Dried fruit, honey, and other fruit products have similar permitted practices, except those with high sugar content may be adjusted with water to not less than 22Brix before fermentation, in most cases. Most fruit-type wines are marketed as fresh fruity products with as much as possible of the characteristic flavor and color of the specific fruit. They tend to lose their fruit flavor and develop harshness or bitterness as they age or oxidize.
General Production Practices Fermentation may take place in the presence of the whole macerated fruit. Usually the pulp is pressed off and removed within two to three days to avoid alcoholic extraction of bitter or haze-producing substances. Often heat is used to disrupt cells of fruit to aid pressing before fermentation. It is a common in processing Concord grapes. Pectinase, pectin-splitting enzymes, are added to increase juice yield and to help clarify the juice, especially in high-pectin stone fruits such as plums.
Wine yeast are added and usually nutrients such as ammonium phosphate (DAP) and yeast extracts. Moderately high levels of sulfur dioxide (100 to 200 ppm) are used as the juice of these fruits are highly susceptible to oxidative browning and other deterioration. Minimal contact with air is also practiced. Molecular SO2: 0.8 ppm pH 3.0 3.1 3.2 3.3 3.4 3.5 Free SO2 13 16 21 26 32 40 50 For a wine to be stable from bacterial spoilage, Free SO2 levels need to be at higher levels as pH levels increases. Above 50 ppm Free SO2, the wines will start to have a noticeable “chemical” smell to most people.
Bentonite & Sparkaloid is used to remove proteins for clarity and heat stability. Tannin levels is usually low and the wines are not as stable to air, or as easily fined or clarified, as grape wines. Sterile filtration or pasteurization ($) is often needed if there is residual fermentable sugar in the bottle. Raw fruit material can be less costly, especially if suitable substandard cheaper grade B produce is available. Multiple harvest periods (cherries in July to apples in September) help to maximize the use of wine making equipment and space out production. Frozen fruit is often good quality, adding to the flexibility of production. Short fermentation periods and fast completion aid in quick turnover for return on investment.
Fruit wines range from dry still table wine to light fruity, sparkling, carbonated and sweet dessert style. Examples of fruit wines: Strawberry: dry, off-dry, dessert, iced, sparkling. Rhubarb: Base wine, dry, off-dry. Wild Black Cherry Wine (Chokecherry): dessert, off-dry. Cherry: dry, off-dry, dessert. Raspberry: dry, dessert, fortified. Black Currant: dry, off-dry, dessert, fortified, sparkling. Blueberry: dry, off-dry, sweet, sparkling. Apple: dry, off-dry, dessert, iced, fortified.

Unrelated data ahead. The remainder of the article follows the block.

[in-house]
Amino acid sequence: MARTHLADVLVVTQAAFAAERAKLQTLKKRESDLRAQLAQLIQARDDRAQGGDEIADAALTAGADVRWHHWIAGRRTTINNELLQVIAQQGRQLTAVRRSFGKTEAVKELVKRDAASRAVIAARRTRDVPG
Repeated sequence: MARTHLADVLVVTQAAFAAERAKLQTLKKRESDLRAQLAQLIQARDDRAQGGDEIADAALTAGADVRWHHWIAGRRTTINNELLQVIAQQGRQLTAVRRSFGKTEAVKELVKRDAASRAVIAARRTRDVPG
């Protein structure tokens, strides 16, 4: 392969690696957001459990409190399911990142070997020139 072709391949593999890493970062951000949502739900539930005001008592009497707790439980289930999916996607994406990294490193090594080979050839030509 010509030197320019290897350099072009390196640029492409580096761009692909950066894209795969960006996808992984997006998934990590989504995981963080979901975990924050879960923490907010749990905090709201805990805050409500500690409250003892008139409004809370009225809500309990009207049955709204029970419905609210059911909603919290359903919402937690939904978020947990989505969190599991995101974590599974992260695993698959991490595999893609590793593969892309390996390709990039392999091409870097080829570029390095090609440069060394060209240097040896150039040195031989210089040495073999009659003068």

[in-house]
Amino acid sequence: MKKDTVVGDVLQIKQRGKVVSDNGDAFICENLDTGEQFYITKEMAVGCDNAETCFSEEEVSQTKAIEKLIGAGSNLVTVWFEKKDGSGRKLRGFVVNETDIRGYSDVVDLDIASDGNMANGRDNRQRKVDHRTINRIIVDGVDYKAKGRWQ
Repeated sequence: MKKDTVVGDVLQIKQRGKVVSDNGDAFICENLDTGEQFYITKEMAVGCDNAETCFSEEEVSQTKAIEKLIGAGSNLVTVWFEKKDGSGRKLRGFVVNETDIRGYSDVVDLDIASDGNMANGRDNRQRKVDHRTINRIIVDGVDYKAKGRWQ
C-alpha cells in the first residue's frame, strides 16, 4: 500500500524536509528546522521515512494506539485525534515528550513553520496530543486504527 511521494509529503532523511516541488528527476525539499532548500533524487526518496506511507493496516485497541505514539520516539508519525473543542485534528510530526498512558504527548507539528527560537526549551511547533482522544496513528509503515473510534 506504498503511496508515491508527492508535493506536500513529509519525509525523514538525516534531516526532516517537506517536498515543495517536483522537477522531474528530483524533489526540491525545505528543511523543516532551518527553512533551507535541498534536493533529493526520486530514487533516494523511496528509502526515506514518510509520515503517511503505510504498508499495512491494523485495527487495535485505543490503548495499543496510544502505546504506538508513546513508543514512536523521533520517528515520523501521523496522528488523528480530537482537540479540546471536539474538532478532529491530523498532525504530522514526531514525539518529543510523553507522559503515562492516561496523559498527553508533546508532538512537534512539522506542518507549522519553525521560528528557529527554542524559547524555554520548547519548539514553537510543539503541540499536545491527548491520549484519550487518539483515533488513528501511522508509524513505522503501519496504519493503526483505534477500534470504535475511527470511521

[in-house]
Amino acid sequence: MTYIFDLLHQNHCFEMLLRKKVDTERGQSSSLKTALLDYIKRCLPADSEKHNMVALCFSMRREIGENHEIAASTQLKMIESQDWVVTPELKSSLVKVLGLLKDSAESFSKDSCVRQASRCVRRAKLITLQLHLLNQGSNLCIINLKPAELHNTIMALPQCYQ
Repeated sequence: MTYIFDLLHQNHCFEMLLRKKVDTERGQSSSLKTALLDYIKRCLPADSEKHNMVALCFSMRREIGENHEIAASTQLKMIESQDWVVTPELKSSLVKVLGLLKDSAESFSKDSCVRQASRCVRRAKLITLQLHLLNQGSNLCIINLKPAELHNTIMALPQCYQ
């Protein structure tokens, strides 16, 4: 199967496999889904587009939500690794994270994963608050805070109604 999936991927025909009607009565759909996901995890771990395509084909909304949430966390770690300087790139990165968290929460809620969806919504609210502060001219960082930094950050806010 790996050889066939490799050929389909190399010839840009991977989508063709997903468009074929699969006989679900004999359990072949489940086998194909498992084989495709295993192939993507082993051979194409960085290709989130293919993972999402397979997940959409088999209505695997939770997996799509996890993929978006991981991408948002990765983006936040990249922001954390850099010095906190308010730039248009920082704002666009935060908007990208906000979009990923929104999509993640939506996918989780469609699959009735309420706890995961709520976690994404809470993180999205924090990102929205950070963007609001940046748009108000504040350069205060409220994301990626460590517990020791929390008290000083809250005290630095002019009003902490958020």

Fruit Wine Economics http://www.youtube.com/watch?v=VBODWrG PMXw “How to make Ice-style apple & fruit wine” Dr. Joseph Fiola, Maryland Extension. http://www.youtube.com/watch?v=VBODWrG PMXw 5 bushels of apples/ 220 lbs. @ $0.10/lbs. 18 gallons @ 15 Brix Freeze to 8 gallons @ 28 Brix, about 7 gallons of “cryogenic apple wine” Value added: 70 half bottles @ $15 = $1,050 From $22 worth of apples.
Neige Apple Ice Wine Another Utube find, Quebec, owned by Boisset family of France. Ice wine, frozen on the tree, yield 15% Value $40+ per half bottle. Cryogenic wine, frozen juice concentrated, yield 20% Value $28 per half bottle. Neige means “snow” in French.
Apple wine experiment To see how a yeast affect Apple wine flavor. Scott labs yeast: 71B and Ag Center apples (82 pounds, including approx. 30 lbs. crab*) were frozen, thawed and pressed, then SO2 Nutrient added Measured SO2, pH and T.A.
25 Liter Bladder press
Juice Statistics 5.5 gallons juice 13.4 Brix, pH 3.40, TA 0.41 Adjusted to 22.5 Brix with 122g/L Sugar Stir and divide into 3 buckets Add rehydrated Cotes des Blanc yeast and later Fermaid nutrient. A: zero added Tannin B: 50ppm FT Blanc Soft C: 100ppm FT Blanc Soft
Fermentation and finish 15 day fermentation Nutrient DAP ½ teaspoon/gallon day 5 & 7. Racked twice and add Bentonite clay. Racked and add Hot Sparkaloid. Racked and added SO2 and 1/2g/L citric acid. Bottled 12.5% alcohol and Zero residual sugar Which tastes the sweetest? Which do you prefer?